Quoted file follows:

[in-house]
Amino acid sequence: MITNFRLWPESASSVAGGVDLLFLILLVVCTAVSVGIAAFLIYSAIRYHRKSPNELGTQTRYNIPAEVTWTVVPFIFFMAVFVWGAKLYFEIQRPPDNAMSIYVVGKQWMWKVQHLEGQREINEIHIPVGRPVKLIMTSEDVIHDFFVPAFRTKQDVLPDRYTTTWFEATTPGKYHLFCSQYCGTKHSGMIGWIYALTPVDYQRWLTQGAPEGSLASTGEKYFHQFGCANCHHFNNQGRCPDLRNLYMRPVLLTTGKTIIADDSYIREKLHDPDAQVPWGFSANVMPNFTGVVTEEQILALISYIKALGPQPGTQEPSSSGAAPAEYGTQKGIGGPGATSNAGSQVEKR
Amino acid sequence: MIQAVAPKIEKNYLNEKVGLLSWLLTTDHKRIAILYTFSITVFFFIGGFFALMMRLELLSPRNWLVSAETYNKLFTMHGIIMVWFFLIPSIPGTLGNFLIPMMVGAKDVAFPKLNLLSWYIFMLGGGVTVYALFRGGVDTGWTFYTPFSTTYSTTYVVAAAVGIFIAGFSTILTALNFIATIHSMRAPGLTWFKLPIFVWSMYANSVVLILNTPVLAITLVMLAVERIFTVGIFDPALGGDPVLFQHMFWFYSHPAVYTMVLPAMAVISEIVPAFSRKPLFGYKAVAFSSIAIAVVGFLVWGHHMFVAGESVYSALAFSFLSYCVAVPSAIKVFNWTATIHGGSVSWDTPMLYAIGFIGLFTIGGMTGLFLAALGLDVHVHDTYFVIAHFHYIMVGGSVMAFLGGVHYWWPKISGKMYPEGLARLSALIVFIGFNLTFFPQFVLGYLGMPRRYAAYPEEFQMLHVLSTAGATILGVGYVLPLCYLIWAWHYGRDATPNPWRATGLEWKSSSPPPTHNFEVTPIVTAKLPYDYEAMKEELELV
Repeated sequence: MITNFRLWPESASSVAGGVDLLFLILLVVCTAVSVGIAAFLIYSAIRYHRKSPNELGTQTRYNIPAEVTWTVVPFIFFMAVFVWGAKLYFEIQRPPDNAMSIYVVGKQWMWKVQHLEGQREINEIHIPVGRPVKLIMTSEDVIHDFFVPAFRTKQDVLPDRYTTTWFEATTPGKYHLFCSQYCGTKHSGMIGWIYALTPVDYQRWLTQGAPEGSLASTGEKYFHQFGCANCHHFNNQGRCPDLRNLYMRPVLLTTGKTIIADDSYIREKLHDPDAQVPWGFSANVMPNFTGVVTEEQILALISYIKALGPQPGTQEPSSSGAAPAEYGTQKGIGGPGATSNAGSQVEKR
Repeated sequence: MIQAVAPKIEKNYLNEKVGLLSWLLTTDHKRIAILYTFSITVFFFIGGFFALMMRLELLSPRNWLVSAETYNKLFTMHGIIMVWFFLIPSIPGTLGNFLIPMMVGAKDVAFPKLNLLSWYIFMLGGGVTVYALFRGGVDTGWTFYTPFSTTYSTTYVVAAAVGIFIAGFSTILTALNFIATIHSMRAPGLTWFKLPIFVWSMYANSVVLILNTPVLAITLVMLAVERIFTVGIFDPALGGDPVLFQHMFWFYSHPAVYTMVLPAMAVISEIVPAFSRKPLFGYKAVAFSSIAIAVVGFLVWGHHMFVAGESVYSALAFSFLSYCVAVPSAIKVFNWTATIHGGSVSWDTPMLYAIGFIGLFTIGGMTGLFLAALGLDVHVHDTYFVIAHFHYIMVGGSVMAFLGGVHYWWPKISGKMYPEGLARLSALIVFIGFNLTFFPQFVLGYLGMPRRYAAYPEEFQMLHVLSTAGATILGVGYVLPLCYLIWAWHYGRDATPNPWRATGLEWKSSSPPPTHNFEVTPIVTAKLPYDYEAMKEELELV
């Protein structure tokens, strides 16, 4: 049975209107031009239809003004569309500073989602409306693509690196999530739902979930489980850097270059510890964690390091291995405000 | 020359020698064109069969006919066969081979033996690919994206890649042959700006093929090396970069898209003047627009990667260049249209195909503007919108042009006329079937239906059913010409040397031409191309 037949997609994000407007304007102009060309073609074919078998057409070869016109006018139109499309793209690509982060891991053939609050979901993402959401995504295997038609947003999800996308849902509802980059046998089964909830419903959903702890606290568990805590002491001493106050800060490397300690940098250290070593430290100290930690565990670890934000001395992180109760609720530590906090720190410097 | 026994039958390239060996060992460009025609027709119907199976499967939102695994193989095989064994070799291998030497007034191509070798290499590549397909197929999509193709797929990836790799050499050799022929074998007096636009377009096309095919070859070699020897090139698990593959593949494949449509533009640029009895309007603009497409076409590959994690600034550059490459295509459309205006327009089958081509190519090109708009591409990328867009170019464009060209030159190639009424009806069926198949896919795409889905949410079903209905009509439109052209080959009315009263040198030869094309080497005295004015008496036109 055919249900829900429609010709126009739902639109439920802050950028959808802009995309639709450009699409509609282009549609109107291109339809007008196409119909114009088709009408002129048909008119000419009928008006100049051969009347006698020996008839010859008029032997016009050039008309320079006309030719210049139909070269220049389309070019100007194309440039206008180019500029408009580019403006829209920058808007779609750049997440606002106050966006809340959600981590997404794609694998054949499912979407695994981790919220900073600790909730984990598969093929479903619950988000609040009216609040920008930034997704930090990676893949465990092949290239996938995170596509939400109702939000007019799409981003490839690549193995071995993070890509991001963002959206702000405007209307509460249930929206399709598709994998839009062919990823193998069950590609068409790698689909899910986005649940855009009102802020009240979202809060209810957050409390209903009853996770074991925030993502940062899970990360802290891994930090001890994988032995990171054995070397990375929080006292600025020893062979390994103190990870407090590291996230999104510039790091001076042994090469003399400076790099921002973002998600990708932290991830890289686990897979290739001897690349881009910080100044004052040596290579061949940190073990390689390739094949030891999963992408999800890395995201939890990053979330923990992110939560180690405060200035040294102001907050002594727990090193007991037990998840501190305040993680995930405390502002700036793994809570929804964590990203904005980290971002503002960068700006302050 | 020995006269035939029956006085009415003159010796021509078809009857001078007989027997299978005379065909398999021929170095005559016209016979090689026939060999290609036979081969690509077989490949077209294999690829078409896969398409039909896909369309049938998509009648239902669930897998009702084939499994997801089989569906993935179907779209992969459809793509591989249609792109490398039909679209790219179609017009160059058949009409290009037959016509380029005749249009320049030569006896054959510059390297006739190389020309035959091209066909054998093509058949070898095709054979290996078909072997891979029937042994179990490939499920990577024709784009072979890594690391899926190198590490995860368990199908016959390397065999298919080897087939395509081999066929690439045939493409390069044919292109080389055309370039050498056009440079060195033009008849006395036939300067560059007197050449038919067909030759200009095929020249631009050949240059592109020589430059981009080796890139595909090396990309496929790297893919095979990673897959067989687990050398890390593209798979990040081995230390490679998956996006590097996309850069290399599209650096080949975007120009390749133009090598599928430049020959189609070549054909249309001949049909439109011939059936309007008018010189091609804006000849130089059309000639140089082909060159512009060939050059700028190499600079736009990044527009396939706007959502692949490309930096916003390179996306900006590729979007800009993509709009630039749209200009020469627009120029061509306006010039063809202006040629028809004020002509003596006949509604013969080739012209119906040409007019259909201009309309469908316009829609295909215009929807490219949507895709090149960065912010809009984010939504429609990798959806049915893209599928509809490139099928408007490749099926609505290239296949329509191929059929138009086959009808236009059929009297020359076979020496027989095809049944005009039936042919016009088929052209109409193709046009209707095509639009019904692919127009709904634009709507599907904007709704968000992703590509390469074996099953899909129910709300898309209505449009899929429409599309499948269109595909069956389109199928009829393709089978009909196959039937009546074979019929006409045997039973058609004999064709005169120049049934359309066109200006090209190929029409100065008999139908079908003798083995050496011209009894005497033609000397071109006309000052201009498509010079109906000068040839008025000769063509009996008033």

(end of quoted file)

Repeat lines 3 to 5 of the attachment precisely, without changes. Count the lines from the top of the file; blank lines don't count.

Amino acid sequence: MIQAVAPKIEKNYLNEKVGLLSWLLTTDHKRIAILYTFSITVFFFIGGFFALMMRLELLSPRNWLVSAETYNKLFTMHGIIMVWFFLIPSIPGTLGNFLIPMMVGAKDVAFPKLNLLSWYIFMLGGGVTVYALFRGGVDTGWTFYTPFSTTYSTTYVVAAAVGIFIAGFSTILTALNFIATIHSMRAPGLTWFKLPIFVWSMYANSVVLILNTPVLAITLVMLAVERIFTVGIFDPALGGDPVLFQHMFWFYSHPAVYTMVLPAMAVISEIVPAFSRKPLFGYKAVAFSSIAIAVVGFLVWGHHMFVAGESVYSALAFSFLSYCVAVPSAIKVFNWTATIHGGSVSWDTPMLYAIGFIGLFTIGGMTGLFLAALGLDVHVHDTYFVIAHFHYIMVGGSVMAFLGGVHYWWPKISGKMYPEGLARLSALIVFIGFNLTFFPQFVLGYLGMPRRYAAYPEEFQMLHVLSTAGATILGVGYVLPLCYLIWAWHYGRDATPNPWRATGLEWKSSSPPPTHNFEVTPIVTAKLPYDYEAMKEELELV
Repeated sequence: MITNFRLWPESASSVAGGVDLLFLILLVVCTAVSVGIAAFLIYSAIRYHRKSPNELGTQTRYNIPAEVTWTVVPFIFFMAVFVWGAKLYFEIQRPPDNAMSIYVVGKQWMWKVQHLEGQREINEIHIPVGRPVKLIMTSEDVIHDFFVPAFRTKQDVLPDRYTTTWFEATTPGKYHLFCSQYCGTKHSGMIGWIYALTPVDYQRWLTQGAPEGSLASTGEKYFHQFGCANCHHFNNQGRCPDLRNLYMRPVLLTTGKTIIADDSYIREKLHDPDAQVPWGFSANVMPNFTGVVTEEQILALISYIKALGPQPGTQEPSSSGAAPAEYGTQKGIGGPGATSNAGSQVEKR
Repeated sequence: MIQAVAPKIEKNYLNEKVGLLSWLLTTDHKRIAILYTFSITVFFFIGGFFALMMRLELLSPRNWLVSAETYNKLFTMHGIIMVWFFLIPSIPGTLGNFLIPMMVGAKDVAFPKLNLLSWYIFMLGGGVTVYALFRGGVDTGWTFYTPFSTTYSTTYVVAAAVGIFIAGFSTILTALNFIATIHSMRAPGLTWFKLPIFVWSMYANSVVLILNTPVLAITLVMLAVERIFTVGIFDPALGGDPVLFQHMFWFYSHPAVYTMVLPAMAVISEIVPAFSRKPLFGYKAVAFSSIAIAVVGFLVWGHHMFVAGESVYSALAFSFLSYCVAVPSAIKVFNWTATIHGGSVSWDTPMLYAIGFIGLFTIGGMTGLFLAALGLDVHVHDTYFVIAHFHYIMVGGSVMAFLGGVHYWWPKISGKMYPEGLARLSALIVFIGFNLTFFPQFVLGYLGMPRRYAAYPEEFQMLHVLSTAGATILGVGYVLPLCYLIWAWHYGRDATPNPWRATGLEWKSSSPPPTHNFEVTPIVTAKLPYDYEAMKEELELV